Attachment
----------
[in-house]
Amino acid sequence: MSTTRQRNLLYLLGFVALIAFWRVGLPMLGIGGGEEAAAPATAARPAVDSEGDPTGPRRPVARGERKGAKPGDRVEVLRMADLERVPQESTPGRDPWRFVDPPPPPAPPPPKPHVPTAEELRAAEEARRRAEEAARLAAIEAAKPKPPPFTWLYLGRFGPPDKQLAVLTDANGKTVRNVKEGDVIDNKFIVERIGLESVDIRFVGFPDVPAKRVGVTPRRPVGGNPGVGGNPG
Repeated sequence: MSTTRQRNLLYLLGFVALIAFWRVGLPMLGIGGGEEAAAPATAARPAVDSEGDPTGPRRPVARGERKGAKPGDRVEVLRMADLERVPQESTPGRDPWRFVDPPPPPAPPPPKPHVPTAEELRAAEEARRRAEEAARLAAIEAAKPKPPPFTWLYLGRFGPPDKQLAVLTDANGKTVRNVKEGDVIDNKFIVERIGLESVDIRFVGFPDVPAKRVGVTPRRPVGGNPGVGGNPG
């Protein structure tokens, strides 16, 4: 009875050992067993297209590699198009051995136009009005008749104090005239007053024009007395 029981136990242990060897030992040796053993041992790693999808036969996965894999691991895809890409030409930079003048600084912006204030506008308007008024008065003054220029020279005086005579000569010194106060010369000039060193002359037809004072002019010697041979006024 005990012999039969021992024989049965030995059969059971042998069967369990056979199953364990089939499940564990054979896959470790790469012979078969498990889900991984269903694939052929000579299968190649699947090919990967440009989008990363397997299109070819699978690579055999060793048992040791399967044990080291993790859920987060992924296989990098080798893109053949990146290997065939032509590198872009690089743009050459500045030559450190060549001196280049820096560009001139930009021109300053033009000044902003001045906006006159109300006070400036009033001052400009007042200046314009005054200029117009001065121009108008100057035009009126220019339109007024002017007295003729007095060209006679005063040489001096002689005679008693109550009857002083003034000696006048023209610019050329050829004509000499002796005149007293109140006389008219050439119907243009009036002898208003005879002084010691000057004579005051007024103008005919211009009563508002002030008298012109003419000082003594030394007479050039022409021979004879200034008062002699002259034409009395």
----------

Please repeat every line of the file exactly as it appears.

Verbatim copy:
[in-house]
Amino acid sequence: MSTTRQRNLLYLLGFVALIAFWRVGLPMLGIGGGEEAAAPATAARPAVDSEGDPTGPRRPVARGERKGAKPGDRVEVLRMADLERVPQESTPGRDPWRFVDPPPPPAPPPPKPHVPTAEELRAAEEARRRAEEAARLAAIEAAKPKPPPFTWLYLGRFGPPDKQLAVLTDANGKTVRNVKEGDVIDNKFIVERIGLESVDIRFVGFPDVPAKRVGVTPRRPVGGNPGVGGNPG
Repeated sequence: MSTTRQRNLLYLLGFVALIAFWRVGLPMLGIGGGEEAAAPATAARPAVDSEGDPTGPRRPVARGERKGAKPGDRVEVLRMADLERVPQESTPGRDPWRFVDPPPPPAPPPPKPHVPTAEELRAAEEARRRAEEAARLAAIEAAKPKPPPFTWLYLGRFGPPDKQLAVLTDANGKTVRNVKEGDVIDNKFIVERIGLESVDIRFVGFPDVPAKRVGVTPRRPVGGNPGVGGNPG
């Protein structure tokens, strides 16, 4: 009875050992067993297209590699198009051995136009009005008749104090005239007053024009007395 029981136990242990060897030992040796053993041992790693999808036969996965894999691991895809890409030409930079003048600084912006204030506008308007008024008065003054220029020279005086005579000569010194106060010369000039060193002359037809004072002019010697041979006024 005990012999039969021992024989049965030995059969059971042998069967369990056979199953364990089939499940564990054979896959470790790469012979078969498990889900991984269903694939052929000579299968190649699947090919990967440009989008990363397997299109070819699978690579055999060793048992040791399967044990080291993790859920987060992924296989990098080798893109053949990146290997065939032509590198872009690089743009050459500045030559450190060549001196280049820096560009001139930009021109300053033009000044902003001045906006006159109300006070400036009033001052400009007042200046314009005054200029117009001065121009108008100057035009009126220019339109007024002017007295003729007095060209006679005063040489001096002689005679008693109550009857002083003034000696006048023209610019050329050829004509000499002796005149007293109140006389008219050439119907243009009036002898208003005879002084010691000057004579005051007024103008005919211009009563508002002030008298012109003419000082003594030394007479050039022409021979004879200034008062002699002259034409009395």